American Earnings and Innovation in DangerSeptember 29, 2015
New Group to Push for Immediate Changes in U.S. Tax Policy
Washington, DC – September 29, 2015 – A collection of some of America’s leading companies today launched American Innovation Matters (AIM), a coalition advocating for updating U.S. international tax rules to encourage innovation in the United States.
The effort comes in response to tax changes occurring around the world as countries become increasingly aggressive in trying to tax a larger share of U.S. business global income while at the same time, offering businesses incentives to relocate their R&D resources and jobs into their countries.
Later this year, the Organization for Economic Development (OECD) is expected to adopt a new set of tax rules as part of its Base Erosion and Profit Shifting (BEPS) project. Many countries will use those BEPS concepts to support unilateral law changes that will increase foreign taxes on U.S. businesses. At the same time, some will also leverage those rules to offer innovation boxes to attract the income and operations of U.S. businesses.
“American companies are going to be paying taxes on their overseas earnings, the question is, will they be paying taxes to the United States or paying taxes to a foreign country? Congress can ensure that the United States benefits by enacting changes to our nation’s international tax rules that include an “innovation box” similar to the policies being enacted by other countries,” said AIM spokesperson Lisa Camooso Miller.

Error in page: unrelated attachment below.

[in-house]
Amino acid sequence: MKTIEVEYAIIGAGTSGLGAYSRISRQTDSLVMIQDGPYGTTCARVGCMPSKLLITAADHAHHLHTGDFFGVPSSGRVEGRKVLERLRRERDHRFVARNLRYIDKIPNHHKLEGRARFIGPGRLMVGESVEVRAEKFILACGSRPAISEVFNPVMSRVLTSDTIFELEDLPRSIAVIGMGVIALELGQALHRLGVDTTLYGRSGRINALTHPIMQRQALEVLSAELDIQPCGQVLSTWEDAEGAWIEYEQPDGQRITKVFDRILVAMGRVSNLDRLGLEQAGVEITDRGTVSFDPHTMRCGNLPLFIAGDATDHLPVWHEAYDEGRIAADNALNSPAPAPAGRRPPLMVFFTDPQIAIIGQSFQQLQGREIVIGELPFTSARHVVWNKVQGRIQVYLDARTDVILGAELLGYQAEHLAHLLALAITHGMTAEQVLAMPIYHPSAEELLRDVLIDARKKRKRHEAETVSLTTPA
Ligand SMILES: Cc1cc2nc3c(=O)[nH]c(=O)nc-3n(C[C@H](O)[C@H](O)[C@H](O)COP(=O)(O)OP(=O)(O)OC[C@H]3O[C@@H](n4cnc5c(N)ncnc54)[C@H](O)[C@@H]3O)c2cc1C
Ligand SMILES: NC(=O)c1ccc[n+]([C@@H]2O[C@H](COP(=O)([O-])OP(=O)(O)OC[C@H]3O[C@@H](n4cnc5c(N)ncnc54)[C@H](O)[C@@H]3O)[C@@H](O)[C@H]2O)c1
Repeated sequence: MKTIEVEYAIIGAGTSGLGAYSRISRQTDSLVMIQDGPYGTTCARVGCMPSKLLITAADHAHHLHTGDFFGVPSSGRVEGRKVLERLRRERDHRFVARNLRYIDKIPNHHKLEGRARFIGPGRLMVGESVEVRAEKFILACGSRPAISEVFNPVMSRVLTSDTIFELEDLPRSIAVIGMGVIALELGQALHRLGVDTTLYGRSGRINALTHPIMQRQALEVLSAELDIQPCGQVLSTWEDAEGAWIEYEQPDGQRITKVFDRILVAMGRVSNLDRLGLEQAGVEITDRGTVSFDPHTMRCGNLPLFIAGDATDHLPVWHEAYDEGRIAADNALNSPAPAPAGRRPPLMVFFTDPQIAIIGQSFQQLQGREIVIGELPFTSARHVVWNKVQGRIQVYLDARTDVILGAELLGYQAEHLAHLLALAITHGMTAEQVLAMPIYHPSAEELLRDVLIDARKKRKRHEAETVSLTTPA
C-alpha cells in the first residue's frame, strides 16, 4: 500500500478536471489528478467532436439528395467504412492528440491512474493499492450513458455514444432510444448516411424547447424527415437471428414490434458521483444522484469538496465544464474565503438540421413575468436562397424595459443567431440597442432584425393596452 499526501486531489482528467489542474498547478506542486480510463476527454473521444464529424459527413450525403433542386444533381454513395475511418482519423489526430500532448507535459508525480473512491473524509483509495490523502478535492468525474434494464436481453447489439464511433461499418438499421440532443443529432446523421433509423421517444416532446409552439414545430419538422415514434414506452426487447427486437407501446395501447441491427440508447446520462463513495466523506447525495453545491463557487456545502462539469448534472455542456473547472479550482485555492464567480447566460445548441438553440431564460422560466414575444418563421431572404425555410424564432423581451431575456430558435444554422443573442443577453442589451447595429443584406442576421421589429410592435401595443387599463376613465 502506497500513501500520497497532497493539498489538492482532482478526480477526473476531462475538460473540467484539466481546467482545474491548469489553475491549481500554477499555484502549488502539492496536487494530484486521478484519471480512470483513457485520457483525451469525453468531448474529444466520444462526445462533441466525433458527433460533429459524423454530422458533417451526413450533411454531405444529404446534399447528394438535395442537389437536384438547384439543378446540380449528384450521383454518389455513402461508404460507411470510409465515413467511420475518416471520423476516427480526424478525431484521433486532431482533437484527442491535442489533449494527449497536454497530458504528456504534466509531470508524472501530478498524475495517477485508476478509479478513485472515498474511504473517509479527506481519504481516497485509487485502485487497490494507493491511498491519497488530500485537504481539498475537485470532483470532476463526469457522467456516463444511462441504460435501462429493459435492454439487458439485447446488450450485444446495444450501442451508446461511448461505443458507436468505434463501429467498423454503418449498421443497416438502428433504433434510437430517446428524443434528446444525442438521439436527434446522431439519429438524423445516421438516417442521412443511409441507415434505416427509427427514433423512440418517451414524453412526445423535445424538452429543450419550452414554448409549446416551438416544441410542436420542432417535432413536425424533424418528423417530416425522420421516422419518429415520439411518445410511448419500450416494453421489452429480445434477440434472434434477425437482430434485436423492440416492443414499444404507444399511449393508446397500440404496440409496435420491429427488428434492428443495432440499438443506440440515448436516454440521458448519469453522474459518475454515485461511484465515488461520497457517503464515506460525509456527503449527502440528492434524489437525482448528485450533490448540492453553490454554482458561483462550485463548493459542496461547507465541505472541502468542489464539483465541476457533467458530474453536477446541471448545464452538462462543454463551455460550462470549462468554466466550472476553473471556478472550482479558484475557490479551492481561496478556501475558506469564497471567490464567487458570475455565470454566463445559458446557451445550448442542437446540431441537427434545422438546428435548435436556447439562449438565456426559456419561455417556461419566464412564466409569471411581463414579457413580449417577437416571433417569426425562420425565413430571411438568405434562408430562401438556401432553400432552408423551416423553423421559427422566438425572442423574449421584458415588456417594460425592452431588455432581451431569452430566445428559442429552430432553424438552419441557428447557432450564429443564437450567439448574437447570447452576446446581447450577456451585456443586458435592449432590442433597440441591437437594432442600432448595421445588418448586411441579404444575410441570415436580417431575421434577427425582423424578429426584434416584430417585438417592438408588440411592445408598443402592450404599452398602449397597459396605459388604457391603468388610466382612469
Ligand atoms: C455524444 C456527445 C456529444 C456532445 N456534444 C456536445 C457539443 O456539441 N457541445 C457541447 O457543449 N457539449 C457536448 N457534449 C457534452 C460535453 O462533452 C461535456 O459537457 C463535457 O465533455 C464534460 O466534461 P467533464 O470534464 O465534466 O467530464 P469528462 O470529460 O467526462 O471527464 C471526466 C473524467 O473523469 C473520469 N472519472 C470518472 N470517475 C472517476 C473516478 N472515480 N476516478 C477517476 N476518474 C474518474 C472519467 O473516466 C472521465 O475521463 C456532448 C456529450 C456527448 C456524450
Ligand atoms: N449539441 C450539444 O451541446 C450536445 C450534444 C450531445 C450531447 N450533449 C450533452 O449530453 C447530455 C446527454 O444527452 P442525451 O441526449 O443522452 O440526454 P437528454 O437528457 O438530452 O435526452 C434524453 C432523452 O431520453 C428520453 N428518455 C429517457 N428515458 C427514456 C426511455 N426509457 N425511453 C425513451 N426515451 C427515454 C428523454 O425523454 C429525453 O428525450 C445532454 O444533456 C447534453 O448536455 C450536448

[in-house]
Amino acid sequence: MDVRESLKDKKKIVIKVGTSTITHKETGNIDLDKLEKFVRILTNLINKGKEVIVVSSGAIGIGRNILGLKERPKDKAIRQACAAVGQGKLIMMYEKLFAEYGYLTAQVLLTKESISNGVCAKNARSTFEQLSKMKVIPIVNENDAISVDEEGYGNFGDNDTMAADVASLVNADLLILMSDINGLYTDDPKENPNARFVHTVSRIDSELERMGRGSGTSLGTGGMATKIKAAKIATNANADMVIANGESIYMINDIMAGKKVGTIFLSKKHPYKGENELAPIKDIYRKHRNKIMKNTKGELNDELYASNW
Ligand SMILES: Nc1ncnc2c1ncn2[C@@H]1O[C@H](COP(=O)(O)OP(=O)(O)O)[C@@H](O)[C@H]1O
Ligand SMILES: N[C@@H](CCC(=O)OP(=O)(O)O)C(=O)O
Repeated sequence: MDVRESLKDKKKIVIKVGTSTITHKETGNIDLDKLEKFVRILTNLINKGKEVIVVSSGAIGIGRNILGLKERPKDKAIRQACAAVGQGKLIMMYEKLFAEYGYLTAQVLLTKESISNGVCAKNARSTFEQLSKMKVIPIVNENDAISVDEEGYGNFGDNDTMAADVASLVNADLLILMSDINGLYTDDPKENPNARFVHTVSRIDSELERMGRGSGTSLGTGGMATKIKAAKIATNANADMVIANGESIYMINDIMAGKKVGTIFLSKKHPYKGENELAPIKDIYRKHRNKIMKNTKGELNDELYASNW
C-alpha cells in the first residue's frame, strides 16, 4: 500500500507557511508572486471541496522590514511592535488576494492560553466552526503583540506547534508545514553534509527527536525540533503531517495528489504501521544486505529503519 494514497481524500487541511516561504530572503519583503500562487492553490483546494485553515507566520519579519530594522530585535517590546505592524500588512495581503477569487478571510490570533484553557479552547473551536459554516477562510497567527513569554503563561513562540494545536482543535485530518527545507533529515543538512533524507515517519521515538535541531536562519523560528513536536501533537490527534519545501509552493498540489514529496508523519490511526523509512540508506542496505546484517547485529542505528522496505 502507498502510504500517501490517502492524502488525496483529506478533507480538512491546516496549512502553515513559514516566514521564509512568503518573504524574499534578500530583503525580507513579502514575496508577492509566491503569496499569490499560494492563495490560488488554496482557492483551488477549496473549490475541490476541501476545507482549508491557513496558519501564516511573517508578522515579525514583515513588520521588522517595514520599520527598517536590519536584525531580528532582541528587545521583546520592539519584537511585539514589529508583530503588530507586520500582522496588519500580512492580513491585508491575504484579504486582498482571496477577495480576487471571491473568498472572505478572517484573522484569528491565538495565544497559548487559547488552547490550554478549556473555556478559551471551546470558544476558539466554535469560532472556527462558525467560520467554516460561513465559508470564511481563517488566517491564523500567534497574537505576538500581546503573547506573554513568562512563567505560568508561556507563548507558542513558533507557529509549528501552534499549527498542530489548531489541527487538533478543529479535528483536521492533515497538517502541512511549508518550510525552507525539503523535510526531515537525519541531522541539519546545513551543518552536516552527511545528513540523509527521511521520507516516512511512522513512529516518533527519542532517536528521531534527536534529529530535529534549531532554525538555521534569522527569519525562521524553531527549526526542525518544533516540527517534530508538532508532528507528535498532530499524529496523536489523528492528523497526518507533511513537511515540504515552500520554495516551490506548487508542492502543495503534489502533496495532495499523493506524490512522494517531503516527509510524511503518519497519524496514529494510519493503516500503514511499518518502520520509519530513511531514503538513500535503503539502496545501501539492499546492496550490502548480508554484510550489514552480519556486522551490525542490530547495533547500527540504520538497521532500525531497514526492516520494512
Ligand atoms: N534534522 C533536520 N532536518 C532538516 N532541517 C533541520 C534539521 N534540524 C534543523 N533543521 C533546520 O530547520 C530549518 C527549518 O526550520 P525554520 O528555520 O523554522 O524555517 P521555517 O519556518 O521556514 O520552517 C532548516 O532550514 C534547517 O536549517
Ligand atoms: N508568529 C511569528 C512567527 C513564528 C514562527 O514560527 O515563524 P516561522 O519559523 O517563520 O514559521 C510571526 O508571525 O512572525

Innovation box policies, which provide businesses with lower tax rates on income generated from intellectual property, are increasingly being adopted by foreign countries as a way to attract investment and jobs.
This week, the Tax Foundation released its 2015 International Tax Competitiveness Index which found that the United States ranked 34th out of 36 OECD countries in the business competitiveness of its tax code. Comprehensive reform is needed of the tax code, but without immediate changes to U.S. international tax system, comprehensive reform will be more difficult to achieve as more American companies will move abroad to stay competitive.
AIM’s membership includes Cisco, Boeing, Intel, McGraw Hill Financial, Oracle, Facebook and other companies whose strong investments in R&D and innovation help create new jobs and spur economic growth.